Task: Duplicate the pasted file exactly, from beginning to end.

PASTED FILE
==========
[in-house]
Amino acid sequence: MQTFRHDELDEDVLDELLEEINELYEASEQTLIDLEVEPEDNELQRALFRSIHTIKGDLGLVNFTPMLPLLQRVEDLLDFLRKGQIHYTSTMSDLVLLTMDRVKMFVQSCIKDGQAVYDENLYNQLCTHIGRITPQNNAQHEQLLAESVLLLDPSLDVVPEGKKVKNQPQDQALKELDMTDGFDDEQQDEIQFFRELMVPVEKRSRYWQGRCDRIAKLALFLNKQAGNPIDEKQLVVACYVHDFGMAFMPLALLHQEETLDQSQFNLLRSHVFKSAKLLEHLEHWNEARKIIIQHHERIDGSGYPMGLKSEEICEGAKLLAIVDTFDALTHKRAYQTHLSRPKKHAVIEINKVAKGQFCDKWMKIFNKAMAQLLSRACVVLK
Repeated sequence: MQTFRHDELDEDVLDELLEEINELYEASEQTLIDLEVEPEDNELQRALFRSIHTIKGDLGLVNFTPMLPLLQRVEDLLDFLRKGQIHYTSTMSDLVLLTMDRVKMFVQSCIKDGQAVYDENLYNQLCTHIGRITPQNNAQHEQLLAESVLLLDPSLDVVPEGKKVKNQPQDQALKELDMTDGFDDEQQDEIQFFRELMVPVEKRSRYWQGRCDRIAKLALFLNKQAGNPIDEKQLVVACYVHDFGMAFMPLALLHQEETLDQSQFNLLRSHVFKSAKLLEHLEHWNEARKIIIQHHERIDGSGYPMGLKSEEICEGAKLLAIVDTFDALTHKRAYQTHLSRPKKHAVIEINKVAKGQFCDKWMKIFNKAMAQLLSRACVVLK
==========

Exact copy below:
[in-house]
Amino acid sequence: MQTFRHDELDEDVLDELLEEINELYEASEQTLIDLEVEPEDNELQRALFRSIHTIKGDLGLVNFTPMLPLLQRVEDLLDFLRKGQIHYTSTMSDLVLLTMDRVKMFVQSCIKDGQAVYDENLYNQLCTHIGRITPQNNAQHEQLLAESVLLLDPSLDVVPEGKKVKNQPQDQALKELDMTDGFDDEQQDEIQFFRELMVPVEKRSRYWQGRCDRIAKLALFLNKQAGNPIDEKQLVVACYVHDFGMAFMPLALLHQEETLDQSQFNLLRSHVFKSAKLLEHLEHWNEARKIIIQHHERIDGSGYPMGLKSEEICEGAKLLAIVDTFDALTHKRAYQTHLSRPKKHAVIEINKVAKGQFCDKWMKIFNKAMAQLLSRACVVLK
Repeated sequence: MQTFRHDELDEDVLDELLEEINELYEASEQTLIDLEVEPEDNELQRALFRSIHTIKGDLGLVNFTPMLPLLQRVEDLLDFLRKGQIHYTSTMSDLVLLTMDRVKMFVQSCIKDGQAVYDENLYNQLCTHIGRITPQNNAQHEQLLAESVLLLDPSLDVVPEGKKVKNQPQDQALKELDMTDGFDDEQQDEIQFFRELMVPVEKRSRYWQGRCDRIAKLALFLNKQAGNPIDEKQLVVACYVHDFGMAFMPLALLHQEETLDQSQFNLLRSHVFKSAKLLEHLEHWNEARKIIIQHHERIDGSGYPMGLKSEEICEGAKLLAIVDTFDALTHKRAYQTHLSRPKKHAVIEINKVAKGQFCDKWMKIFNKAMAQLLSRACVVLK